Reply
    • marta6162

      Beautifully stated, Karen. Poetic.

      AND, I can relate.

      Reply
  13. marta6162

    So much wisdom here Lissa, both in your post and in the comments. If there is sacred space on the web, this is one of those places 🙂

    The most comforting parts of this post for me were you admitting you still cling and, “I still haven’t completely sorted this out.” Big sigh of relief reading that one.

    A little over a year ago I “broke up” with a close friend and business associate. She made a move that I consider unethical or at a minimum, careless and thoughtless to our relationship. She did not see it that way. After a series of unfortunate events we are no longer friends or do business together.

    I think about it regularly, mourning that we couldn’t hear each other truly, and work it out. She made mistakes and I made mistakes for which I am sincerely sorry, but it doesn’t really change that I still choose that we are no longer close.

    For a long time I would find myself thinking that if I could just explain the situation well enough that she would see my point of view and sincerely apologize. I realized recently that I am still justifying TO MYSELF, what I chose to take issue with. The first ah-ha is that I am entitled to not like what someone did and take action on it even if the rest of the world thinks I’m over-reacting. I had to face that *I* might think I’m over-reacting… (oh what conditioning does to us).

    But the bigger ah-ha is facing making peace with the fact that yes, she might have committed an *offense* I believe we cannot recover from but it is MY choice that we are no longer friends, based on MY interpretation of events. It doesn’t seem fair. (Peck: who said life is fair…) It feels like I’ll be living with this unresolved, dangle-y thing out there indefinitely. I’m clinging to my idea that this should never have happened, or it should have been resolved better.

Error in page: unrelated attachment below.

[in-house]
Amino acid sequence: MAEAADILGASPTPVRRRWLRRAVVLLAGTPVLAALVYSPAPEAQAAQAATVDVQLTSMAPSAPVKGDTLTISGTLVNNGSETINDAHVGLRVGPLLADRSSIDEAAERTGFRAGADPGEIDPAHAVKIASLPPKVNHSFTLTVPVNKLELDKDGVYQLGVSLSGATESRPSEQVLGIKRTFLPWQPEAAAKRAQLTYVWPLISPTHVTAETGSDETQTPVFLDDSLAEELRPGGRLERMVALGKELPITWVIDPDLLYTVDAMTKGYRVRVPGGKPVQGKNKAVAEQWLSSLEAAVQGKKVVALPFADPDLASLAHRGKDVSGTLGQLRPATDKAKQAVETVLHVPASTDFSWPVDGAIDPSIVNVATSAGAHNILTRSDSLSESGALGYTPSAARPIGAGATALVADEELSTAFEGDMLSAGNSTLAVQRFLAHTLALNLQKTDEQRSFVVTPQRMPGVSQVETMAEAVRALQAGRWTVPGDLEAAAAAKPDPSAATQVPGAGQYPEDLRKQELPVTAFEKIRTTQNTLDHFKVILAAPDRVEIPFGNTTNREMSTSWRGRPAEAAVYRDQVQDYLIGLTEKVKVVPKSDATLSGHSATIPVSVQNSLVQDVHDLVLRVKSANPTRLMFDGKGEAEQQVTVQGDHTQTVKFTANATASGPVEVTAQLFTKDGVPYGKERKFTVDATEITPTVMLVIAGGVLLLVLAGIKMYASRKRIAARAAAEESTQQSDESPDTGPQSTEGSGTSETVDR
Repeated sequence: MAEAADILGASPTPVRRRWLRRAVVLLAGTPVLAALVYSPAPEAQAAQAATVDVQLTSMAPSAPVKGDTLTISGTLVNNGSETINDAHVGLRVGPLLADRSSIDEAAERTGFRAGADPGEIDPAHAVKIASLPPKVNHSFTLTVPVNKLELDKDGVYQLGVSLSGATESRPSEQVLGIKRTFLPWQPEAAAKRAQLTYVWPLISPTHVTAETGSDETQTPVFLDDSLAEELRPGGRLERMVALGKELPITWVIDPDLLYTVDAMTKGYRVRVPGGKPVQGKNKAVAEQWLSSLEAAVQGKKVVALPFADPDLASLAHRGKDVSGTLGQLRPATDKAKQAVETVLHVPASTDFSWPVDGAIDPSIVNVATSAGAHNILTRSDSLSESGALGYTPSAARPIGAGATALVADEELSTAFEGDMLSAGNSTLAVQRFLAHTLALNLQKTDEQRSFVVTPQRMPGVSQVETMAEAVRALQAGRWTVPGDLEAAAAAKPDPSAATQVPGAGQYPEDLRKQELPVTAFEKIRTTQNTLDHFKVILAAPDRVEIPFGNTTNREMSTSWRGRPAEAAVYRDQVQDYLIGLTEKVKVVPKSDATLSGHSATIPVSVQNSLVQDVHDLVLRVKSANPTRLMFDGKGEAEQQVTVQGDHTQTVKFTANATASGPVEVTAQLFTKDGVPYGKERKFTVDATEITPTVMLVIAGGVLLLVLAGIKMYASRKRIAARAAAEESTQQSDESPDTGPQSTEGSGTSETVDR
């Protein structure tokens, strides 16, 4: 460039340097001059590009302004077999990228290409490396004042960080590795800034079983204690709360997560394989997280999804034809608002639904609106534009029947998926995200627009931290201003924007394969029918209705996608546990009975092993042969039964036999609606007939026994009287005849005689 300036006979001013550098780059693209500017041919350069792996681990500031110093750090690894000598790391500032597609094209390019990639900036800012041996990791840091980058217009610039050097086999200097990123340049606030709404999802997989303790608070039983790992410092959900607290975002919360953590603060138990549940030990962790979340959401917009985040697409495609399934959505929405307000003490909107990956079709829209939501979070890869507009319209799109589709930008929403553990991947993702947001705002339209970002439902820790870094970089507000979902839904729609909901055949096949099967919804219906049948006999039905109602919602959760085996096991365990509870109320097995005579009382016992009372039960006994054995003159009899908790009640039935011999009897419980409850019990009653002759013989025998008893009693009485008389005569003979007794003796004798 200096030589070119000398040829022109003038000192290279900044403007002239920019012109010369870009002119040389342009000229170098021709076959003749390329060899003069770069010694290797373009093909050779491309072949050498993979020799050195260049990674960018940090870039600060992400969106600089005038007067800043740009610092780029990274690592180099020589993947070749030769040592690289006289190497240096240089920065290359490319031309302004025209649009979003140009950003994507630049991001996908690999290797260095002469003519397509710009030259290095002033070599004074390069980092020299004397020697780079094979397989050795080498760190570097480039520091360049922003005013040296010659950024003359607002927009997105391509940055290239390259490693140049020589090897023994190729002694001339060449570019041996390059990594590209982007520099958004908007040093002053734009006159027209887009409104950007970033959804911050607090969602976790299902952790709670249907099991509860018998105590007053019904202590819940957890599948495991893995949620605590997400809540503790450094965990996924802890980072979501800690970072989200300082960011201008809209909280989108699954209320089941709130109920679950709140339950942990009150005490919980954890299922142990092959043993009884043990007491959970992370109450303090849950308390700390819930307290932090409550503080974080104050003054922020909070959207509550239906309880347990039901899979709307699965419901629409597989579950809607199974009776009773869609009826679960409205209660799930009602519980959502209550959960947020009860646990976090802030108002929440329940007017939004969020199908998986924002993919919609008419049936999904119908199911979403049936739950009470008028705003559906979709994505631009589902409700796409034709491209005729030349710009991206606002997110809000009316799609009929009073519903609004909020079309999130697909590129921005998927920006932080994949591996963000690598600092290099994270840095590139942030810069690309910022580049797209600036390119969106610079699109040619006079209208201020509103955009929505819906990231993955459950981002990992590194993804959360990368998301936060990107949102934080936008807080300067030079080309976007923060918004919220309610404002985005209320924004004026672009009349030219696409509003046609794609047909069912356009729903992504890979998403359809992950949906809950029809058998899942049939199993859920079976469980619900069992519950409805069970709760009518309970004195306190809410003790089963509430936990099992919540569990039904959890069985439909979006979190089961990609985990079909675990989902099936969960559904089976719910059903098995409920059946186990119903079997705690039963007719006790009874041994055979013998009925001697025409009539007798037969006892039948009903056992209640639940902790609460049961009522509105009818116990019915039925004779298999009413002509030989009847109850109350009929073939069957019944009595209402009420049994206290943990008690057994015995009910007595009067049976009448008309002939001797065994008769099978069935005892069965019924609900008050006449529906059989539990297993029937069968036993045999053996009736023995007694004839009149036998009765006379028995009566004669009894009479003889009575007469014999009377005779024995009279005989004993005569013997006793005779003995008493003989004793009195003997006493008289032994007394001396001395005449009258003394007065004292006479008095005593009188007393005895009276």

Your comment that you haven’t got it all figured out yet helps me to give myself permission to feel my feelings, grieve, and be sad (a side note: I don’t know about other people, but sadness is one of the most difficult feelings for me to allow myself), and then see where that takes me. Just recognizing this is a loss to be grieved and that it’s complicated and messy, involving imperfect human beings, helps.

    Reply
  14. Michele Madrigal

    I am still searching for peace. I think I’m doing pretty well considering the last 2 years of my life. I was diagnosed with breast cancer October 6, 2011 after finding a lump during my pregnancy with my youngest son. I unexpectedly lost my husband on November 29, 2011. I had to uproot my two boys and myself to move closer to family so I had help raising my two very young kids. I lost myself, my womanhood, and my husband all with in a couple of months. Even during frustrating times all I have to do is look at my boys and remember that they were gifted to me by something much bigger than myself. I’m still trying to find peace with everything I’ve lost but I have found some peace in the things I already have. That keeps me going even when I feel all alone in this great big ugly world.

    Reply